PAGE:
At present, the tribunals that have competence to try a case of nullity of marriage in first instance are (1) the tribunal of the diocese where the wedding took place, (2) the tribunal of the diocese where the couple last cohabited, and, if applicable, (3) the tribunal of a personal particular church, such as an ordinariate, to which either party belongs. It is not exactly uncommon for the parties to a failed attempt at marriage to move away from the place where they last cohabited after the breakup, so the competent tribunals are often at a distance. Diocesan tribunals obviously collaborate in such situations, supplying advocates for parties to cases of nullity of marriage that are tried in the tribunal of another diocese. The case of ordinariate members seeking decrees of nullity of marriage in the ordinariate’s tribunal would be no different: they would have advocates in the dioceses where they reside.

        But in any case, the apostolic constitution Anglicanorum coetibus clearly does envision the day when at least some of the ordinariates will establish their own tribunals. Note the following explicit provision.

        XII. For judicial cases, the competent tribunal is that of the Diocese in which one of the parties is domiciled, unless the Ordinariate has constituted its own tribunal, in which case the tribunal of second instance is the one designated by the Ordinariate and approved by the Holy See. In both cases, the different titles of competence established by the Code of Canon Law are to be taken into account.

        Norm.

  2. EPMS says:

    I see he is a full time faculty member of the School of Theology at St Mary’s. I was looking only at the seminary faculty.

  3. EPMS says:

    So if the competent tribunal is the Diocese in which one of the parties is domiciled UNLESS the Ordinariate has constituted its own tribunal, why would the Ordinariate wish to do so, thus requiring either a significant amount of extra paper work or a trip to Houston on the part of a petitioner?

    • Rev22:17 says:

      EPMS,

      You wrote: So if the competent tribunal is the Diocese in which one of the parties is domiciled UNLESS the Ordinariate has constituted its own tribunal, why would the Ordinariate wish to do so, thus requiring either a significant amount of extra paper work or a trip to Houston on the part of a petitioner?

      It appears that you did not read the first paragraph of my last post very carefully, so let me explain this again. Catholic ecclesial tribunals do all of their proceedings in writing, so neither the parties nor their advocates typically appear before the panel of judges in person. The only person who normally needs to meet with each party in person is the respective advocate and, if applicable, a psychotherapist who might assist in discerning the capacity of a party to enter into the marital covenant or the intent of a party at the time of the wedding ceremony. A party to case before a diocesan tribunal who has moved away from that diocese normally would obtain an advocate and, if necessary, meet with a psychotherapist located in the diocese of his or her current residence. If the advocate for the other party, the Defender of the Bond, or the Promoter of Justice raises questions that a party must answer, the questions go to the party in writing and the party would submit receive written answers, probably via his or her advocate. Thus, there is no travel involved. The tribunals of ordinariates would handle cases arising in distant parishes in the same way: the petitioner and the respondent would have advocates and, if necessary, psychotherapists near their actual residences. Thus, again, there’s no travel involved.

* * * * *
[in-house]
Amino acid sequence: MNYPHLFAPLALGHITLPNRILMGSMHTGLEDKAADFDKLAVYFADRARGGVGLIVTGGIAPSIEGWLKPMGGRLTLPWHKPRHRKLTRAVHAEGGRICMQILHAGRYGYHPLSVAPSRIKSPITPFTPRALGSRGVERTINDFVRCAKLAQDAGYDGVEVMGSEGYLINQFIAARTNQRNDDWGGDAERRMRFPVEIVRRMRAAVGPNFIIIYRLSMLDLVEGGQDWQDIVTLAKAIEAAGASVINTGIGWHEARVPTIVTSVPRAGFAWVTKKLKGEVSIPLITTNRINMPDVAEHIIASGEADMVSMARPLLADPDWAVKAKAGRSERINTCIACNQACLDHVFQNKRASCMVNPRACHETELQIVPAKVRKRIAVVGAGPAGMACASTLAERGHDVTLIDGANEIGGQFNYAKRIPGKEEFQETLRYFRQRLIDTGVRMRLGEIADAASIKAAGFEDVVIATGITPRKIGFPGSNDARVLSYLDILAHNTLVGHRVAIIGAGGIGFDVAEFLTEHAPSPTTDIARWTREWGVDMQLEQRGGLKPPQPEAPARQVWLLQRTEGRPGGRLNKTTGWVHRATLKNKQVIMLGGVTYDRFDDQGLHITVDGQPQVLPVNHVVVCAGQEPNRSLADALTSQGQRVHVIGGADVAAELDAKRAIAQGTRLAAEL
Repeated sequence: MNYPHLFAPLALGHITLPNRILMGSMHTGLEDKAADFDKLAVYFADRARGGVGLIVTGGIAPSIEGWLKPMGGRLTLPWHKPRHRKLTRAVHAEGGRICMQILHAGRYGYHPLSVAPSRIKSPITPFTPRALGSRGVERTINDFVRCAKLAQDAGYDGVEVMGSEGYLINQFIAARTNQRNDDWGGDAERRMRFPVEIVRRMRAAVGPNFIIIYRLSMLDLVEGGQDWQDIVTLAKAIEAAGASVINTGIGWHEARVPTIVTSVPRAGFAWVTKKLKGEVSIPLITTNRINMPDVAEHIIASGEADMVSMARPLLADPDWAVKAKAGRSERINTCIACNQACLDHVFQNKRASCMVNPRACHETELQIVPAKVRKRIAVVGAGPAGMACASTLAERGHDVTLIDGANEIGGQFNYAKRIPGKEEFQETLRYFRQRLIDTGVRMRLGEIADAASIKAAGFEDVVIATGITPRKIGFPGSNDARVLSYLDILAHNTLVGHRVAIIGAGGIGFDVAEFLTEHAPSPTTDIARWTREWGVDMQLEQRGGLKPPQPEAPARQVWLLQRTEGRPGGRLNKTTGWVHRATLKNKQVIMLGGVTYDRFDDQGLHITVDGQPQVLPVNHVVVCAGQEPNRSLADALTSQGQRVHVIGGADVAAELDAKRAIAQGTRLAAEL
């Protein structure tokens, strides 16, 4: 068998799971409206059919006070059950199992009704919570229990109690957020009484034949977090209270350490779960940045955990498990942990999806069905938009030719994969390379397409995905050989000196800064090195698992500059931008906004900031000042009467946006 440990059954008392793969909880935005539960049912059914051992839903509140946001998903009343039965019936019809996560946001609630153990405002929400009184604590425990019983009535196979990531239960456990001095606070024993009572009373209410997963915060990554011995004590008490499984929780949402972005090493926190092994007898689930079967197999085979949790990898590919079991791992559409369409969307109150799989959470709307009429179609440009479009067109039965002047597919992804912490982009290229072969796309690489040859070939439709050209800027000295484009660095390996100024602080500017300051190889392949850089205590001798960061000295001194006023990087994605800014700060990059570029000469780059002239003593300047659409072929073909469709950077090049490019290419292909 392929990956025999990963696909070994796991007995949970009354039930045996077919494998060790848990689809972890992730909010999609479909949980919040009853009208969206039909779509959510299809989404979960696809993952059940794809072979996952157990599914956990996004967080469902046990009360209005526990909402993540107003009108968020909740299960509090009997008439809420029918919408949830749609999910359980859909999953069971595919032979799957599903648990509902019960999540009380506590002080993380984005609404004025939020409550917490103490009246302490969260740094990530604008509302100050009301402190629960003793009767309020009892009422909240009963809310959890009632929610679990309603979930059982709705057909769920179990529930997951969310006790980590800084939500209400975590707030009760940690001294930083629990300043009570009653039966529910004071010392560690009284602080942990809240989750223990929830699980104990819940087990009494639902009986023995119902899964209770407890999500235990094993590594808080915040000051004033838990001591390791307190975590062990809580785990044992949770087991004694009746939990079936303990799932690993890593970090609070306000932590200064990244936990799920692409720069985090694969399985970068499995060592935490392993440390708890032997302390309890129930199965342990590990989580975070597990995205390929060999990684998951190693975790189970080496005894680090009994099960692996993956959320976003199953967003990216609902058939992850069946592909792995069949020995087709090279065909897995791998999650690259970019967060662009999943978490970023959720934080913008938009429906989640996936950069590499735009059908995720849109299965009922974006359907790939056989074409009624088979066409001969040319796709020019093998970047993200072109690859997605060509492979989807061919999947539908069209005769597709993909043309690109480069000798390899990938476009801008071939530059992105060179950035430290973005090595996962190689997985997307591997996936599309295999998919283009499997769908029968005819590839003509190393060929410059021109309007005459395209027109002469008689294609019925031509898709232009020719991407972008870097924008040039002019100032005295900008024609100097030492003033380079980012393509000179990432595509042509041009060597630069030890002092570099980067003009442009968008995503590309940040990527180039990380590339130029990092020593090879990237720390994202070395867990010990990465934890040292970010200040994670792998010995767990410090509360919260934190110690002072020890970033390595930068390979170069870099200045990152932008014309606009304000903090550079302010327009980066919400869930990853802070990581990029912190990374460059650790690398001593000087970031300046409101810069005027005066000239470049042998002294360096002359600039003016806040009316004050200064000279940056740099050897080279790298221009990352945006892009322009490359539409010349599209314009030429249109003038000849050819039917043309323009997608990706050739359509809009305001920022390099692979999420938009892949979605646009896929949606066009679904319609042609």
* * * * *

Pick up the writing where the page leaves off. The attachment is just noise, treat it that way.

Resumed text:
In reality, most of the work involved in a petition for a decree of nullity of marriage involves getting all of the documentation together — and this is often done remotely in any case. The documentation includes baptismal and marriage certificates for the parties along with sufficient evidence to substantiate the claimed defect. Consider the typical reality in modern life: the parties, born and baptized in two separate dioceses, met in college in a third diocese. They might have held the wedding at the home of origin of one of the parties, or at the college chapel, or in yet another diocese where they either found work or went on to graduate school at another institution after graduation. And in any case, at least one, and possibly both, of the parties probably relocated to yet another diocese either during after the breakup. (In fact, it’s often a transfer of a party by an employer to a location to which the other party cannot obtain a transfer that triggers the breakup.) So we now have about four or five distinct dioceses involved — the two dioceses of origin of the parties, the diocese where the wedding occurred, the diocese where the couple last cohabited, and the two dioceses in which the parties now reside, with some likelihood that two or three of these might not be distinct — and it’s also plausible that relevant witnesses might reside in additional dioceses, bringing them into the proceedings. It’s hard to envision how the fact that the case comes before a tribunal of an ordinariate rather than the tribunal of either the diocese where the wedding occurred or the diocese where the couple last cohabited would create additional complication. In fact, if the couple are members of the ordinariate who were baptized (or received into full communion) and married in ordinariate parishes, it would simplify matters immensely because the ordinariate would already have the records of their baptism (or reception into full communion) and their wedding.

      Norm.